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ARS Home » Southeast Area » Stoneville, Mississippi » Warmwater Aquaculture Research Unit » Research » Research Project #438098

Research Project: Hill Area Aquaculture

Location: Warmwater Aquaculture Research Unit

Project Number: 6066-31000-016-019-S
Project Type: Non-Assistance Cooperative Agreement

Start Date: Jul 1, 2020
End Date: Jun 30, 2025

To investigate and solve problems pertaining to aquaculture operations in the Mississippi Hill Area, including issues related to: production efficiency, operational procedures (i.e., improving growth and reducing stress and disease) and water quality. Further, to provide species diversification options for greater long-term economic stability.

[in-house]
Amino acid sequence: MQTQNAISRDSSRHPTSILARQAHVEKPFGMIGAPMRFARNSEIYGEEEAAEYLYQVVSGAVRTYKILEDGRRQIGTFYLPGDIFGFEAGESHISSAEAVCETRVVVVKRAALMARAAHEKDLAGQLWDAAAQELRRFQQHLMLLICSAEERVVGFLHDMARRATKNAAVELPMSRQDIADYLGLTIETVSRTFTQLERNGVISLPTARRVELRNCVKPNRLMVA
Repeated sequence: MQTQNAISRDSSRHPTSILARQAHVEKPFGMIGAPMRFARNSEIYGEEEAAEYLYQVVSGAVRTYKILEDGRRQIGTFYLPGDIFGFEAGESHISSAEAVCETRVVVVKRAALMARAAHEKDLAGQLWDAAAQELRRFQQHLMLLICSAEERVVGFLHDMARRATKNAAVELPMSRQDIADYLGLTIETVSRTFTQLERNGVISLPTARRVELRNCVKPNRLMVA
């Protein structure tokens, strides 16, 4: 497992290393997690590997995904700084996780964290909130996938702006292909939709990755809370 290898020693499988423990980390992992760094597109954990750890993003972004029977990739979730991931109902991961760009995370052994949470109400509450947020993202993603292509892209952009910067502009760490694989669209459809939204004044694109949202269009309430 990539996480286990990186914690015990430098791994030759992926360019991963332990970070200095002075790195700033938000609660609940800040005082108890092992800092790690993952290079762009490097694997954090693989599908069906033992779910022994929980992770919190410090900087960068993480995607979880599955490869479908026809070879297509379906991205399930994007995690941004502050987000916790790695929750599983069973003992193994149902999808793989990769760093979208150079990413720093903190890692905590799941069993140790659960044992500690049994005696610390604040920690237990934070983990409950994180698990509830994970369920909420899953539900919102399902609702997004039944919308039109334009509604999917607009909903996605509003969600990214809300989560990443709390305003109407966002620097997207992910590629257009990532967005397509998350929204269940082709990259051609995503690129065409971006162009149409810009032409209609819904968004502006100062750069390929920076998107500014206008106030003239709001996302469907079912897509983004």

The project will resolve issues of importance to the Eastern Mississippi aquaculture industry in the areas of production efficiency, environmental and disease-related stress, reproduction and water quality by conducting experiments in the laboratory and in research ponds at the Thad Cochran National Warmwater Aquaculture Center (NWAC) Eastern Research Unit, on commercial farms, and in collaboration with the USDA ARS Warmwater Aquaculture Research Unit and the NWAC Delta Research Unit in Stoneville, MS. Goals of the project are to improve aquaculture practices based on an understanding of physiological capacity to respond and adapt to environmental conditions and operational stressors, to compare the physiology of channel, blue and hybrid catfish to guide trait development and strain selection, and to improve market stability by developing practices for the culture of alternative species. Specific activities include: Determining the effects of hypoxia on channel and hybrid catfish; examining physiological responses, neuropeptide regulation of appetite, and determining best management practices to alleviate appetite suppression and improve health; Determining the adaptive capacity of channel, blue and hybrid catfish via comparison of metabolic activity and blood-gas equilibrium curves under a range of temperatures to understand adaptability and limitations in different environmental conditions; Determine responses of fingerling and market-sized catfish to environmental and culture stressors, such as water quality (temperature, dissolved oxygen and carbon dioxide concentrations, pH, ammonia and nitrite concentrations), handling and harvest practices to guide best management practices to improve health and survival; Collaborate with scientists at the National Warmwater Aquaculture Center to understand impacts of pathogens on the physiology of channel and hybrid catfish; Determine maternal and paternal influences on gamete quality and the duration of these influences on survival and performance (e.g., growth, feed conversion, metabolic rate); Establish methods for culture of alternative species, and for potential species as biological control agents of snails in culture ponds for natural control of snail-borne pathogens.